Nearly every day it seems, there is a breaking story on the news about computer hacking or people losing their identity. Sadly, most of the time, no one really explains what you should do in order to protect your own security. The companies that charge money to watch over your credit, offer many things that you can do yourself.Protect your own security

Often one thing that is glossed over in the news is that small children are at the greatest of risk of having fraudulent accounts set up in their names. A 6-year-old would likely not find out about such victimization until becoming old enough to apply for credit, only to find out that there were credit cards, houses, cars and lots of other things that had been defaulted on for many years. Often the very young or the incarcerated are the best targets for stealing identity.

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IRS Form

The IRS has a form that you can utilize. If you fill out IRS Form 8821 and include it with your tax form, the IRS will notify you if your Social Security number is being used at another address.

Secure a bank alert

Placing a Consumer Reported Identity Theft Security Alert in your ChexSystems consumer file may help you combat identity theft. When added to your consumer report, ChexSystems customers will be notified of the security alert each time they inquire about you. Inquires are made any time an attempt is made to open a new banking account. Some smaller banks and internet banks do not report to chex systems but setting up the alert is still a good idea.

https://www.consumerdebit.com/consumerinfo/us/en/chexsystems/theftaffidavit/index.htm

Secure a credit freeze

Almost anyone can freeze his or her credit. A few years ago it was only available to people who lost their identity; today anyone can utilize this tactic. This will have no affect on existing accounts, but it will keep new accounts from being created. If you use your credit report in the course of business, often it is not a good idea to freeze your report. You can temporally thaw your report if you do need to add a line of credit and then freeze it again.
Credit freezes do have small fees associated with the service, but it can be well worth the money spent.
You can order a freeze using the Internet, phone or through the mail. One note on mailing to the credit reporting bureaus: always request certified return receipts when communicating with them. If you need to have access to credit you will need to contact the agencies to place a temporary thaw.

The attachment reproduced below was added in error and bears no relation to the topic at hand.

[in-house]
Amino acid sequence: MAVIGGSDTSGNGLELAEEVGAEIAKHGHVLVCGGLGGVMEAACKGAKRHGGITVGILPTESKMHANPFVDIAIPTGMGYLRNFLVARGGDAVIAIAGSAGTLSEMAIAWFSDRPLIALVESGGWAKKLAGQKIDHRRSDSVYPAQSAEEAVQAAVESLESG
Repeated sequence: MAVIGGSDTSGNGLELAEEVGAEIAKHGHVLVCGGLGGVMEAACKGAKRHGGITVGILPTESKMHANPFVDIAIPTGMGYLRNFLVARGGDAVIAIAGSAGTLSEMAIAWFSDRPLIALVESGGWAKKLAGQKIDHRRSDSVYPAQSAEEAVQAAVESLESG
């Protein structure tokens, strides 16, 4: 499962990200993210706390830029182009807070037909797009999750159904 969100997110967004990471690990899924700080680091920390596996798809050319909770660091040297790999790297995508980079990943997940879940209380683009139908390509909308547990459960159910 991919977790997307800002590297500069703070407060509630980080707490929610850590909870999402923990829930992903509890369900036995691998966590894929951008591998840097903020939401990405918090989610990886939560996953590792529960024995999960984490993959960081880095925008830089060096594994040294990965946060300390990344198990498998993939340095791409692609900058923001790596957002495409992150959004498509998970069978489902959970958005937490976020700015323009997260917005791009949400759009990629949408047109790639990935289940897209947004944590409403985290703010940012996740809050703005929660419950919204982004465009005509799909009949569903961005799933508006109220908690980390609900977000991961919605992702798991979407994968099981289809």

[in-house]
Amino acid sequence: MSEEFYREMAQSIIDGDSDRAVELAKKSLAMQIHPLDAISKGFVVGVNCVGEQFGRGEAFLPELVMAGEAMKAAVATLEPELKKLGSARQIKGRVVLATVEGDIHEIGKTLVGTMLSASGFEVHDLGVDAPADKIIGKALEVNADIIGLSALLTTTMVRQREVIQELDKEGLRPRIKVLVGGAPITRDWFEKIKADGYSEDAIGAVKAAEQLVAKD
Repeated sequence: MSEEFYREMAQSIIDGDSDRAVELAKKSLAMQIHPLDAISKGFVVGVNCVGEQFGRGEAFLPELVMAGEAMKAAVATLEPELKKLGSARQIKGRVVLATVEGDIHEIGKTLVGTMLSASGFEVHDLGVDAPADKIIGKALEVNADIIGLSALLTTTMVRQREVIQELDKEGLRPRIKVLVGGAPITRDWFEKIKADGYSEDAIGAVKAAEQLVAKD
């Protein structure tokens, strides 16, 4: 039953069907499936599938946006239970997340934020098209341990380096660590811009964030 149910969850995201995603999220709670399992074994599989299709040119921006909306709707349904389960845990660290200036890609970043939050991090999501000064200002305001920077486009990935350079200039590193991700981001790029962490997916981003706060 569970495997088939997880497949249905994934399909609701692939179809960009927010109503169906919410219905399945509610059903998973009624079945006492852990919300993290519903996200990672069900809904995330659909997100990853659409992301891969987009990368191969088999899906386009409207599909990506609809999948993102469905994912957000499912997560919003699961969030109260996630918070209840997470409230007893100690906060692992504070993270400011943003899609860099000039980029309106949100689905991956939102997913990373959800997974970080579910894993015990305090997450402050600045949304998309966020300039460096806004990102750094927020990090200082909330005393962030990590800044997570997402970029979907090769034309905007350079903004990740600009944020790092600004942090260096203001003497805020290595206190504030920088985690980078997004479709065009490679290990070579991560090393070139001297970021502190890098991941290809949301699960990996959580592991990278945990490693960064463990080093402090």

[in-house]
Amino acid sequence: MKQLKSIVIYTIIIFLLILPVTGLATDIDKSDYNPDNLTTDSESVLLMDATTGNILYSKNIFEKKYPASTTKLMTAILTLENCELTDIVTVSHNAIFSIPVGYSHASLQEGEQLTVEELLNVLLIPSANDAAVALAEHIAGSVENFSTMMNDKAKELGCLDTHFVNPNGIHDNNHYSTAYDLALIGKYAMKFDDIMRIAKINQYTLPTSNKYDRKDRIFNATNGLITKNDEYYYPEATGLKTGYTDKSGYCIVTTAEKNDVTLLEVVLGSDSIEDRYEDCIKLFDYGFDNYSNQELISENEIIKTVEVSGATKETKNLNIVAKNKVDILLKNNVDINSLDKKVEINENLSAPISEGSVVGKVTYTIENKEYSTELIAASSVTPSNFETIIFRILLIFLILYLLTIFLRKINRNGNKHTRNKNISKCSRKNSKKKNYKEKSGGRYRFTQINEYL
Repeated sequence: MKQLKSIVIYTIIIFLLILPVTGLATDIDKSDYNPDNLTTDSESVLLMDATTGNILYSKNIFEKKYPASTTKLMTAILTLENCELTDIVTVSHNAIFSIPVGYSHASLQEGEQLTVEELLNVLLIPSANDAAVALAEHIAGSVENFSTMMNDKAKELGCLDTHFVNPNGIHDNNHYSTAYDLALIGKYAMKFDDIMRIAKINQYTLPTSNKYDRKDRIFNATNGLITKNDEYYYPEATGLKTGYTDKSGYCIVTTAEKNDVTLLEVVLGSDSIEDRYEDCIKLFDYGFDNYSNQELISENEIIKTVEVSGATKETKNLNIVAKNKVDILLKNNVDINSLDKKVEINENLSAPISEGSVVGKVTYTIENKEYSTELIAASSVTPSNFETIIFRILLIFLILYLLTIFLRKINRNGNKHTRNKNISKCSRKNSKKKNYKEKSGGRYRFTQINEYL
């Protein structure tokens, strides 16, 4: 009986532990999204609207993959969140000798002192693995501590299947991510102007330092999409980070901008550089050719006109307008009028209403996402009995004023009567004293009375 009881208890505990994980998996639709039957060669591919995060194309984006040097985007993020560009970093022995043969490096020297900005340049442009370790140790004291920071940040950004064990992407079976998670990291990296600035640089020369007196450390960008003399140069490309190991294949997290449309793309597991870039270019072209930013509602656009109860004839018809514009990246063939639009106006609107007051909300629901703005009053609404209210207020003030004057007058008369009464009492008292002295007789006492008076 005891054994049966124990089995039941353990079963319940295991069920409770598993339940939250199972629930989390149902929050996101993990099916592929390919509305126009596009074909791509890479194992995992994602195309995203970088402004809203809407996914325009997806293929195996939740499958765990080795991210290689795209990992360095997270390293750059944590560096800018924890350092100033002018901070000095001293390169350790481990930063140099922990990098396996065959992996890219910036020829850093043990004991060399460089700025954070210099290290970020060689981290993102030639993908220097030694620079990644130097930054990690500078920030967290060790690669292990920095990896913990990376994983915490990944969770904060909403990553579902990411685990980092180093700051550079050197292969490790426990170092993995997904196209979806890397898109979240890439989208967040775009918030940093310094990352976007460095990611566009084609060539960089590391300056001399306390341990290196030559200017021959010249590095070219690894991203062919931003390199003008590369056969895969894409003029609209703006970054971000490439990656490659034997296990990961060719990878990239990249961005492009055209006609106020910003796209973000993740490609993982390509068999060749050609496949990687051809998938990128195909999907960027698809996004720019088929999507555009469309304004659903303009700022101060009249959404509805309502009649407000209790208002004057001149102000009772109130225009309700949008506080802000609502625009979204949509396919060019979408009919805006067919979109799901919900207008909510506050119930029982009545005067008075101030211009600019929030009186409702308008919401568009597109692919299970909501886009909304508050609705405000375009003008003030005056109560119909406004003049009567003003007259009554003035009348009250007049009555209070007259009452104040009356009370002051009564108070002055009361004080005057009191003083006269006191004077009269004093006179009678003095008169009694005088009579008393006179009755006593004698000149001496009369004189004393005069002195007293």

Sample credit freeze request:

Contact addresses, phone numbers and websites:
Equifax Security Freeze
P.O. Box 105788
Atlanta, GA 30340
1-888-298-0045.
https://www.freeze.equifax.com/Freeze/jsp/SFF_PersonalIDInfo.jsp

Experian Security Freeze
P.O. Box 9554
Allen, TX. 75013
1-888-397-3742.
https://www.experian.com/freeze/center.html

TransUnion Fraud Victim Assistance
P.O. Box 6790
Fullerton, CA. 92834
1-888-909-8872
http://www.transunion.com/personal-credit/credit-disputes/credit-freezes.page

There are many fake websites on the internet that offer to check your credit, so don’t be fooled.

Checking your own credit report security

You can check your credit report with the four reporting agencies once a year for free. Avoid the many other websites that promise to “help” you do this. There are countless scams on the Internet that will steal your information. Many scams begin with luring victims with false offers that involve providing personal information. Keep this in mind if you choose to search for free credit-reporting assistance from any online company other than the four legitimate reporting agencies described in this section.
To check your report, contact all four reporting agencies:

Equifax: https://www.equifax.com/
Experian: https://www.experian.com
TransUnion: http://www.transunion.com
Chexsystems: https://www.consumerdebit.com/sample